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            Vacuum Check Valve

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            Vacuum Check Valve Products

            If your brakes are acting up, there must be a problem with your car's vacuum system, possibly caused by a malfunctioning vacuum check valve. As you may know, the check valve is usually positioned at the very end of the hose that supplies vacuum from the intake manifold. You may lose your braking power when the check valve goes haywire, which could only make for a disappointing ride. Some drivers also complain of malfunctioning A/C systems when the valve goes bad. Once your check valve fails, you can't do anything with it but throw it away. Good thing there are a lot of aftermarket check valves today that exactly match the specs of their OEM counterparts. These parts are probably even better than your stock as they're rigorously engineered to receive the extreme pressures under your hood without sustaining damage for a long period of time. The best part is, they also come with warranties to protect your rights as a consumer. So if you want a heavy-duty vacuum check valve for your car, turn to us now here at Auto Parts Warehouse. Our Price Match Guarantee means that if you find a cheaper check valve elsewhere, we'll gladly match its price for you! Order today to restore your vehicle to tip-top shape.

            Repair Guides

            How to Replace a Brake Vacuum Check Valve

            Vacuum check valves are used in different vacuum systems of a vehicle such as the EGR, braking system, air conditioning system, and the intake manifold. If any of these systems are acting up, a leaky or malfunctioning vacuum check valve could actually be the culprit. The problem is that tracing a leak from possibly half a dozen small leaks can be a very difficult task. With the right tool, though, you'll surely succeed over the challenge and be able to install the new vacuum check valve needed by different systems, respectively. Here's how you do it with the brakes:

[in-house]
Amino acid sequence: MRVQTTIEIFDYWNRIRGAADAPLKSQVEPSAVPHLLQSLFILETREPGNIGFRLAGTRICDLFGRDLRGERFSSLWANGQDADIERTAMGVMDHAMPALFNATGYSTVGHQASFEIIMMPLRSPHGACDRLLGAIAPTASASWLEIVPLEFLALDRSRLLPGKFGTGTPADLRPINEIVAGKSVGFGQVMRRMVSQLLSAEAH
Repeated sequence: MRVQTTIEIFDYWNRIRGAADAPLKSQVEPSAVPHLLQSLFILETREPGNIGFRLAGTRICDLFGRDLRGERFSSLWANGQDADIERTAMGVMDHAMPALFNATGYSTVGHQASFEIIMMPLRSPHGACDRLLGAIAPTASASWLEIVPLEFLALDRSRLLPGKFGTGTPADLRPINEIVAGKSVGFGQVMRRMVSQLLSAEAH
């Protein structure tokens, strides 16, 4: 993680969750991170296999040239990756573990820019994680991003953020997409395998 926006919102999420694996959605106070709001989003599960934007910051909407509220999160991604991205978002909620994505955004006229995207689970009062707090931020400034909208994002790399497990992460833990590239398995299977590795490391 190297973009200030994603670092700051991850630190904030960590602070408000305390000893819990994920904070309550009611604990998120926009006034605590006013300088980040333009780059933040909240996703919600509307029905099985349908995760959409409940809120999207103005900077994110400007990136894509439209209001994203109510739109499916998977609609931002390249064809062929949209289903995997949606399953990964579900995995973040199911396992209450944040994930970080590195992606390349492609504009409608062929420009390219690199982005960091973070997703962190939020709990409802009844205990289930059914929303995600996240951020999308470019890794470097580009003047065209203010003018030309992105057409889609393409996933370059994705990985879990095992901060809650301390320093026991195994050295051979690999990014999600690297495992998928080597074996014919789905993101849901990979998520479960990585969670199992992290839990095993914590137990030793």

Difficulty level: Moderate

            What you'll need:

            • Hand-held vacuum
            • New brake check valve
            • Screwdriver
            • Wrench

            Step 1: The first thing that you should do is to make sure that the engine has completely cooled down. You don't want to get hurt while working with your car, right?

            Step 2: Next is locate the check valve in your braking system. Find the area in your engine where the latter connects to vacuum booster, because the brake check valve is often mounted in that location. But a quicker way to do that is to look for a vacuum line.

            Step 3: Vacuum lines are often securely held into place by clamps. You need to have these clamps taken out in order to free the vacuum line. The vacuum line can accidentally be damaged while removing all of the clamps, so you have to be extra careful. If not, you surely won't be able to finish the job because you'll have to head to an auto car part dealer for a replacement of the vacuum line that you are supposed to still use at the end of the process.

            Step 4: Upon removal of the vacuum line, you can now reach the brake check valve so as to easily remove it. The valve has some screws around it that needs to be undone with the aid of a screwdriver. Ready a wrench as well in order to loosen the valve. After doing so, pull the valve out in order to determine whether it is faulty or not.

            Step 5: Using a hand-held vacuum pump, apply pressure into the input end of the valve. Check the pressure if it reads between 15 to 20 hg. Notice if the pump shows that the valve is losing pressure. If it does, you will have to install new check valve because the existing one is leaking.

            Step 6: It is now time to install the new check valve for your brakes. Mount it right to the place where you took it out earlier. To make sure it is secured, use a wrench to tighten the valve. The screws should also fit flush. After that, reattach the vacuum line, and ensure that its clamps are tight enough.

            Step 7: After successfully installing the new vacuum check valve, try the braking performance and determine if the leak has been remedied already. If the brake pressure is still not satisfying, that you can obviously feel that its power has gone weaker, you'll have to trace the problem by starting on a different part of the assembly, which is the vacuum booster perhaps.

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